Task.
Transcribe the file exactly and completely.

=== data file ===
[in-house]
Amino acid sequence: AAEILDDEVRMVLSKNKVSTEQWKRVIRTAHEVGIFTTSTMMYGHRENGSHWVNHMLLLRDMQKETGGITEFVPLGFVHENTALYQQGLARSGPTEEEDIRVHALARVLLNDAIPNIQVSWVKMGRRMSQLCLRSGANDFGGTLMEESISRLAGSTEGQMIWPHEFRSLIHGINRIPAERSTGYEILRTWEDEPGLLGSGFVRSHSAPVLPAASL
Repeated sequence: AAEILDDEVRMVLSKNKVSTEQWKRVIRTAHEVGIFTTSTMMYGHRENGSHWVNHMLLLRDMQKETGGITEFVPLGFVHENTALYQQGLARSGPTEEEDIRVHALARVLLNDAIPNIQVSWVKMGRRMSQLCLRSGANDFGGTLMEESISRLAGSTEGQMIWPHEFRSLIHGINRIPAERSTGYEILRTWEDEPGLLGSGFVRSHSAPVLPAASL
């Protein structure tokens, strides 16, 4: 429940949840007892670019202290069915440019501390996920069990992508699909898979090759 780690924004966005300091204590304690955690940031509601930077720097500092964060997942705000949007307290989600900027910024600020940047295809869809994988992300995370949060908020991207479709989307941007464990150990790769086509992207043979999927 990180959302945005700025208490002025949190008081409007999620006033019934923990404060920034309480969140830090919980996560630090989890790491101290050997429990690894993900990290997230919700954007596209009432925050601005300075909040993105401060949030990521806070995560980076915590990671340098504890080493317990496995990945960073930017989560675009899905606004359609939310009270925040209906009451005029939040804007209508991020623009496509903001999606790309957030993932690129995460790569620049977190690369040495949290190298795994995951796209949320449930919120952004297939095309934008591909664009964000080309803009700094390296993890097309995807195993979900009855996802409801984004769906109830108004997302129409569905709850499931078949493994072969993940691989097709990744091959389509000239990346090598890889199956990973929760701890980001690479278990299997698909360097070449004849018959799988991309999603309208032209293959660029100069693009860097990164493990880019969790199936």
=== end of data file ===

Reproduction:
[in-house]
Amino acid sequence: AAEILDDEVRMVLSKNKVSTEQWKRVIRTAHEVGIFTTSTMMYGHRENGSHWVNHMLLLRDMQKETGGITEFVPLGFVHENTALYQQGLARSGPTEEEDIRVHALARVLLNDAIPNIQVSWVKMGRRMSQLCLRSGANDFGGTLMEESISRLAGSTEGQMIWPHEFRSLIHGINRIPAERSTGYEILRTWEDEPGLLGSGFVRSHSAPVLPAASL
Repeated sequence: AAEILDDEVRMVLSKNKVSTEQWKRVIRTAHEVGIFTTSTMMYGHRENGSHWVNHMLLLRDMQKETGGITEFVPLGFVHENTALYQQGLARSGPTEEEDIRVHALARVLLNDAIPNIQVSWVKMGRRMSQLCLRSGANDFGGTLMEESISRLAGSTEGQMIWPHEFRSLIHGINRIPAERSTGYEILRTWEDEPGLLGSGFVRSHSAPVLPAASL
């Protein structure tokens, strides 16, 4: 429940949840007892670019202290069915440019501390996920069990992508699909898979090759 780690924004966005300091204590304690955690940031509601930077720097500092964060997942705000949007307290989600900027910024600020940047295809869809994988992300995370949060908020991207479709989307941007464990150990790769086509992207043979999927 990180959302945005700025208490002025949190008081409007999620006033019934923990404060920034309480969140830090919980996560630090989890790491101290050997429990690894993900990290997230919700954007596209009432925050601005300075909040993105401060949030990521806070995560980076915590990671340098504890080493317990496995990945960073930017989560675009899905606004359609939310009270925040209906009451005029939040804007209508991020623009496509903001999606790309957030993932690129995460790569620049977190690369040495949290190298795994995951796209949320449930919120952004297939095309934008591909664009964000080309803009700094390296993890097309995807195993979900009855996802409801984004769906109830108004997302129409569905709850499931078949493994072969993940691989097709990744091959389509000239990346090598890889199956990973929760701890980001690479278990299997698909360097070449004849018959799988991309999603309208032209293959660029100069693009860097990164493990880019969790199936």